Going green means to live life in a way that is environmentally friendly for an entire population. It is the conservation of energy, water, and air. Going green means using products and resources that will not contaminate or pollute the air. It means being educated and well informed about the surroundings, and how to best protect them. It means recycling products that may not be biodegradable. Companies, as well as people, that adhere to going green can help to ensure a safer life for humanity.
The first step in going green
There are actually no step by step instructions for going green. The only requirement needed is making the decision to become environmentally conscious. It takes a caring attitude, and a willingness to make the change. It has been found that companies have improved their profit margins by going green. They have saved money on many of the frivolous things they they thought were a necessity. Besides saving money, companies are operating more efficiently than before going green. Companies have become aware of their ecological responsibility by pursuing the knowledge needed to make decisions that would change lifestyles and help sustain the earth’s natural resources for present and future generations.
Making needed changes within the company
After making the decision to go green, there are several things that can be changed in the workplace. A good place to start would be conserving energy used by electrical appliances. First, turning off the computer will save over the long run. Just letting it sleep still uses energy overnight. Turn off all other appliances like coffee maker, or anything that plugs in. Pull the socket from the outlet to stop unnecessary energy loss. Appliances continue to use electricity although they are switched off, and not unplugged. Get in the habit of turning off the lights whenever you leave a room. Change to fluorescent light bulbs, and lighting throughout the building. Have any leaks sealed on the premises to avoid the escape of heat or air.
Reducing the common paper waste
Modern technologies and state of the art equipment, and tools have almost eliminated the use of paper in the office. Instead of sending out newsletters, brochures, written memos and reminders, you can now do all of these and more by technology while saving on the use of paper. Send out digital documents and emails to communicate with staff and other employees. By using this virtual bookkeeping technique, you will save a bundle on paper. When it is necessary to use paper for printing purposes or other services, choose the already recycled paper. It is smartly labeled and easy to find in any office supply store. It is called the Post Consumer Waste paper, or PCW paper. This will show that your company is dedicated to the preservation of natural resources. By using PCW paper, everyone helps to save the trees which provides and emits many important nutrients into the atmosphere.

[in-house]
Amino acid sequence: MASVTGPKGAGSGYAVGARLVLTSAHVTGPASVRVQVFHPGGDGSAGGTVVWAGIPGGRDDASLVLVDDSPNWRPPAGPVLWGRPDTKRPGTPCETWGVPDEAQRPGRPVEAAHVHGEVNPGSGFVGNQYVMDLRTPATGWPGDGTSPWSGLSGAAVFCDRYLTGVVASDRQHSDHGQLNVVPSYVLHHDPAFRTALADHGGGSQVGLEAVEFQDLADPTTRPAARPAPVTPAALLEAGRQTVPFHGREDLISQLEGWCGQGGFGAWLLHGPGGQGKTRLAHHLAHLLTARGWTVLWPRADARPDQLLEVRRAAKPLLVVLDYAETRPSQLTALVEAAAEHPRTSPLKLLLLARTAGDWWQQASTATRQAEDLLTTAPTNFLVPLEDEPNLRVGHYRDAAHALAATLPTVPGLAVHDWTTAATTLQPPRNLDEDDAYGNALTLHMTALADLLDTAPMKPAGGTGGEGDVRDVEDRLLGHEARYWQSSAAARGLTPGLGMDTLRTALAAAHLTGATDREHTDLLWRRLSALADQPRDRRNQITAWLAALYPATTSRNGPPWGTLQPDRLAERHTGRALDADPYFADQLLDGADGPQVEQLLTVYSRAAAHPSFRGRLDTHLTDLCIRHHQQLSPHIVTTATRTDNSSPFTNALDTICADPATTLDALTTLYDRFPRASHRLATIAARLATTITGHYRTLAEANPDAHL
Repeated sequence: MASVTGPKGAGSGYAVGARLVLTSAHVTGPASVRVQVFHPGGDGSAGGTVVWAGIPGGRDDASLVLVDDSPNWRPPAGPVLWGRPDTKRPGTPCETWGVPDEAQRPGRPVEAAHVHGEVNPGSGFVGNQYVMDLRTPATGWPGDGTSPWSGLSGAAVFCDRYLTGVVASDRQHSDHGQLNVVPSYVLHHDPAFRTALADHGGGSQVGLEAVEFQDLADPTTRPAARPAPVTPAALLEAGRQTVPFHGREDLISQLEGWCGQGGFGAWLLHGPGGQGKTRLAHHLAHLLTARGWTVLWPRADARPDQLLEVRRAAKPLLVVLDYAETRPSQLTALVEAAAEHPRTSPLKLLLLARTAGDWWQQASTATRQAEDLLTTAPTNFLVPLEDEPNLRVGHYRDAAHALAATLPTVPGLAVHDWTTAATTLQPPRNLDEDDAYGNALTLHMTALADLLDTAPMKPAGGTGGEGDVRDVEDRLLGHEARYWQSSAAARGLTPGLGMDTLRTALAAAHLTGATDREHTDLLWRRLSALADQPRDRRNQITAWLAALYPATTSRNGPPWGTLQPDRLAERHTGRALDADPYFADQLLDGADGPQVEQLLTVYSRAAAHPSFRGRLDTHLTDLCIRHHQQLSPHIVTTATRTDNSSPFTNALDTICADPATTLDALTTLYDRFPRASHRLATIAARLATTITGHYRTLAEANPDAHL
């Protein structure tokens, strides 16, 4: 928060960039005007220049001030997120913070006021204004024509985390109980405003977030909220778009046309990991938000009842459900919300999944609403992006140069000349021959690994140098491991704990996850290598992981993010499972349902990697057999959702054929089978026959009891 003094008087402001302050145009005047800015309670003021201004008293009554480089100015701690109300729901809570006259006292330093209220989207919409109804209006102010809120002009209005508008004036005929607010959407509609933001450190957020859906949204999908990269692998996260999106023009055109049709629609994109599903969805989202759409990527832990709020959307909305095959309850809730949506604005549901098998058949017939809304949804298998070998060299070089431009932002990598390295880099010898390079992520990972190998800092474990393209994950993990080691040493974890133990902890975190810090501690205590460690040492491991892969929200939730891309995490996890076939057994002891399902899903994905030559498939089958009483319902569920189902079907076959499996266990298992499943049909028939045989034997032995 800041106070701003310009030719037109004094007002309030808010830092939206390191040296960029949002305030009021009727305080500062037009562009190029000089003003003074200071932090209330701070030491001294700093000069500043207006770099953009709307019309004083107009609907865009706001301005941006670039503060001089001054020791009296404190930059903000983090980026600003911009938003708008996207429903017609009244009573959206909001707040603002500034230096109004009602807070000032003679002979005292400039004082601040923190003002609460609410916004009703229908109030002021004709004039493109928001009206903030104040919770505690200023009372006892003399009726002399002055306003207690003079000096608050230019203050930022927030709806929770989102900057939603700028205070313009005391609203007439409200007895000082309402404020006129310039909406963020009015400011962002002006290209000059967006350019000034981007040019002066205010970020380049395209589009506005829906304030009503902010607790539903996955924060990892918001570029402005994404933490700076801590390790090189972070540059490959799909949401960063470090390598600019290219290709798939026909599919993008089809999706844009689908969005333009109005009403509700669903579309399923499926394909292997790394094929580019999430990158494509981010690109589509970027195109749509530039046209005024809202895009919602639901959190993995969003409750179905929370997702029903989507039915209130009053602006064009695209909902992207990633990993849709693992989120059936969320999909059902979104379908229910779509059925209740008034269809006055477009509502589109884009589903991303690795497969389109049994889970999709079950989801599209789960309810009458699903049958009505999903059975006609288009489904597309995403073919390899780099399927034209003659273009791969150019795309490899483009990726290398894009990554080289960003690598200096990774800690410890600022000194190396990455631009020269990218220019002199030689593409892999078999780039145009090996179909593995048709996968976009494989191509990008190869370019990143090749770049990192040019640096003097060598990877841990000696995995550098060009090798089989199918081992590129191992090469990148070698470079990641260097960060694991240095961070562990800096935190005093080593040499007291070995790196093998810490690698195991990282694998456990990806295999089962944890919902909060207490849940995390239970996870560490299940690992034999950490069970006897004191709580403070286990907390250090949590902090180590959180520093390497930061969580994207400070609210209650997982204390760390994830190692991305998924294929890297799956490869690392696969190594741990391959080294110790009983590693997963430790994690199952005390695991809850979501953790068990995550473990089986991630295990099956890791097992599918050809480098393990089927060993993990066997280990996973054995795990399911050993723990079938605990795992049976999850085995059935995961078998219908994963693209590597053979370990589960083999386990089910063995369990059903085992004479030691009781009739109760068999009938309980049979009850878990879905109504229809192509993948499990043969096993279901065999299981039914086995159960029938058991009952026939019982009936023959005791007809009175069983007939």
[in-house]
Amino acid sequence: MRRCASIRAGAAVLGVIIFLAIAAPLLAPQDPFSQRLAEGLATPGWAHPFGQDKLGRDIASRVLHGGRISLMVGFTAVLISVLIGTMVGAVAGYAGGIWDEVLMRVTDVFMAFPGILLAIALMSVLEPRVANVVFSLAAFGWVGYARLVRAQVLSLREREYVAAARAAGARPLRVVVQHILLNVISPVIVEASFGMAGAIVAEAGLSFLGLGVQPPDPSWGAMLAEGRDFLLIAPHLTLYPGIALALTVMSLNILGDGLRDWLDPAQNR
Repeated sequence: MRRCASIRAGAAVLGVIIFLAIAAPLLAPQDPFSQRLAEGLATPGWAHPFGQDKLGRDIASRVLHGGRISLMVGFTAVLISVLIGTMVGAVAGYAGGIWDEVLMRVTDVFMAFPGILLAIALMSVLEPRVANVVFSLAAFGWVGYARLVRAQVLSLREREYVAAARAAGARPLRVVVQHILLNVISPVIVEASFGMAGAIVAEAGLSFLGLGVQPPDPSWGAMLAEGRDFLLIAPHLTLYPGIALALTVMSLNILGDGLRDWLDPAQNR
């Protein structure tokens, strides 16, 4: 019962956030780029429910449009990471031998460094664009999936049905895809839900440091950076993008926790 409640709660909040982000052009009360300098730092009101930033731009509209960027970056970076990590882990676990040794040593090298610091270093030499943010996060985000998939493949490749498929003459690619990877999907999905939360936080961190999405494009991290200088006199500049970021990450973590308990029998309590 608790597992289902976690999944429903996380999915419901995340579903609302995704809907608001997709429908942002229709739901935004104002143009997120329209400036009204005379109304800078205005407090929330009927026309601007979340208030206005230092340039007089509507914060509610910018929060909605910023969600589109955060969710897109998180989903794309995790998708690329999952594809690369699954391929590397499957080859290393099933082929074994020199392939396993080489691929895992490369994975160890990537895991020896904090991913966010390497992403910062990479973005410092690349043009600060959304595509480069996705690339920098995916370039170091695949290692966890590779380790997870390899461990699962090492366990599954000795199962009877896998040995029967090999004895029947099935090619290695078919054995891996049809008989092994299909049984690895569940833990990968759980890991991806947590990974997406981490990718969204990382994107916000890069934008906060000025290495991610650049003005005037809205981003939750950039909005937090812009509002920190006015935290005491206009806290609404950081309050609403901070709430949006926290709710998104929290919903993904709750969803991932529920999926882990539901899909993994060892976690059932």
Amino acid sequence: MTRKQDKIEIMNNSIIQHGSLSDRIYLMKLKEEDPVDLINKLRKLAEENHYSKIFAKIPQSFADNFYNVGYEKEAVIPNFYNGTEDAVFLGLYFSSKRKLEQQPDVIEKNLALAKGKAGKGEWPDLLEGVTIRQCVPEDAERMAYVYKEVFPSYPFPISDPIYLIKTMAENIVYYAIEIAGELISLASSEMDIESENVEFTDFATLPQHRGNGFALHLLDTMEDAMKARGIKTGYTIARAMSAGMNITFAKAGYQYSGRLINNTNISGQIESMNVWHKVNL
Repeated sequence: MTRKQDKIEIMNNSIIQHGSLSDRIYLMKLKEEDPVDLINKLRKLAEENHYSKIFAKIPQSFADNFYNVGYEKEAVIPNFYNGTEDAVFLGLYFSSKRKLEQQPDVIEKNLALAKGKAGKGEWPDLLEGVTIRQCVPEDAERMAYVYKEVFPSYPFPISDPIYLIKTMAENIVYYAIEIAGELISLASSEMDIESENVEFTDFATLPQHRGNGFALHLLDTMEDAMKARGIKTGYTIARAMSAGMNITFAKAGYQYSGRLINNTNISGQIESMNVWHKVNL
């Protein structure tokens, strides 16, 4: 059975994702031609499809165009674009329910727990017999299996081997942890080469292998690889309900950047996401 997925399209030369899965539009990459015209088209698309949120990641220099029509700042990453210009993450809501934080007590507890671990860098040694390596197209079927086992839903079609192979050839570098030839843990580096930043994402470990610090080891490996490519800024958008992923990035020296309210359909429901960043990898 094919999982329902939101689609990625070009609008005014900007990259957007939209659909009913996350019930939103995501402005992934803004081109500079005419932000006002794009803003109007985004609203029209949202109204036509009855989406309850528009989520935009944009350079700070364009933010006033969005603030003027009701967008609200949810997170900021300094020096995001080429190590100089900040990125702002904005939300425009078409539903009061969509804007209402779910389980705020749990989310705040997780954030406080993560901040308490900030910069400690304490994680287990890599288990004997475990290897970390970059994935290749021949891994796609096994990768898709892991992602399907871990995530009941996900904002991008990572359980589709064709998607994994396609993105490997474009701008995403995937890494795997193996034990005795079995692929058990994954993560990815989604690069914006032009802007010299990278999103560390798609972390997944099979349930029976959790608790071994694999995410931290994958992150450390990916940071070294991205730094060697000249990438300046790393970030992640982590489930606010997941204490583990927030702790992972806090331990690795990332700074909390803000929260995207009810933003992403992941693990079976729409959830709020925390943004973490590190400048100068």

Make money by spreading the word
Companies realize that consumers like to buy, or invest in whatever the latest trend may be. They also cater to companies that are doing great things for the quality of life of all people. People want to know that the companies that they cater to are doing their part for the environment and ecology. By going green, you can tell consumers of your experiences with helping them and communities be eco-friendly. This is a sound public relations technique to bring revenue to your brand. Boost the impact that your company makes on the environment. Go green, save and make money while essentially preserving what is normally taken for granted. The benefits of having a green company are enormous for consumers as well as the companies that engage in the process.
5 Easy Things You Can Do to Make Your Home More Sustainable
Increasing your home’s energy efficiency is one of the smartest moves you can make as a homeowner. It will lower your bills, increase the resale value of your property, and help minimize our planet’s fast-approaching climate crisis. While major home retrofits can seem daunting, there are plenty of quick and cost-effective ways to start reducing your carbon footprint today. Here are five easy projects to make your home more sustainable.
1. Weather stripping
If you’re looking to make your home more energy efficient, an energy audit is a highly recommended first step. This will reveal where your home is lacking in regards to sustainability suggests the best plan of attack.